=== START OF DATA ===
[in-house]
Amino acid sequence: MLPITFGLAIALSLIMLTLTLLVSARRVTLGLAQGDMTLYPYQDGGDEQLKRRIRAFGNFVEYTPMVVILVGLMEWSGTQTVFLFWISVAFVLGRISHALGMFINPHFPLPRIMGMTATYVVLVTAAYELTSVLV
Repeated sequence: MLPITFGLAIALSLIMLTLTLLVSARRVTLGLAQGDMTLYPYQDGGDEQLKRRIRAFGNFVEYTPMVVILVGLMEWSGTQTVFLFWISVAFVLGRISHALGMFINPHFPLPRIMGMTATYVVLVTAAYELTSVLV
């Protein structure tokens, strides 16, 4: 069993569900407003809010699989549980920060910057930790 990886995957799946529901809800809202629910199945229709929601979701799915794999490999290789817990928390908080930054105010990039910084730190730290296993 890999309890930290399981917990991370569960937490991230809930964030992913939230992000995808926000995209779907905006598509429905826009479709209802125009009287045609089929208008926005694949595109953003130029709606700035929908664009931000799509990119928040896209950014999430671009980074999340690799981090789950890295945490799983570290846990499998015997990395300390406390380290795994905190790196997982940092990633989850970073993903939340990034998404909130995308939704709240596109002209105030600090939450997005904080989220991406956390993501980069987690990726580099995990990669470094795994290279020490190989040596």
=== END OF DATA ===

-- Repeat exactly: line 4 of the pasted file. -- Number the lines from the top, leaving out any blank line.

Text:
């Protein structure tokens, strides 16, 4: 069993569900407003809010699989549980920060910057930790 990886995957799946529901809800809202629910199945229709929601979701799915794999490999290789817990928390908080930054105010990039910084730190730290296993 890999309890930290399981917990991370569960937490991230809930964030992913939230992000995808926000995209779907905006598509429905826009479709209802125009009287045609089929208008926005694949595109953003130029709606700035929908664009931000799509990119928040896209950014999430671009980074999340690799981090789950890295945490799983570290846990499998015997990395300390406390380290795994905190790196997982940092990633989850970073993903939340990034998404909130995308939704709240596109002209105030600090939450997005904080989220991406956390993501980069987690990726580099995990990669470094795994290279020490190989040596």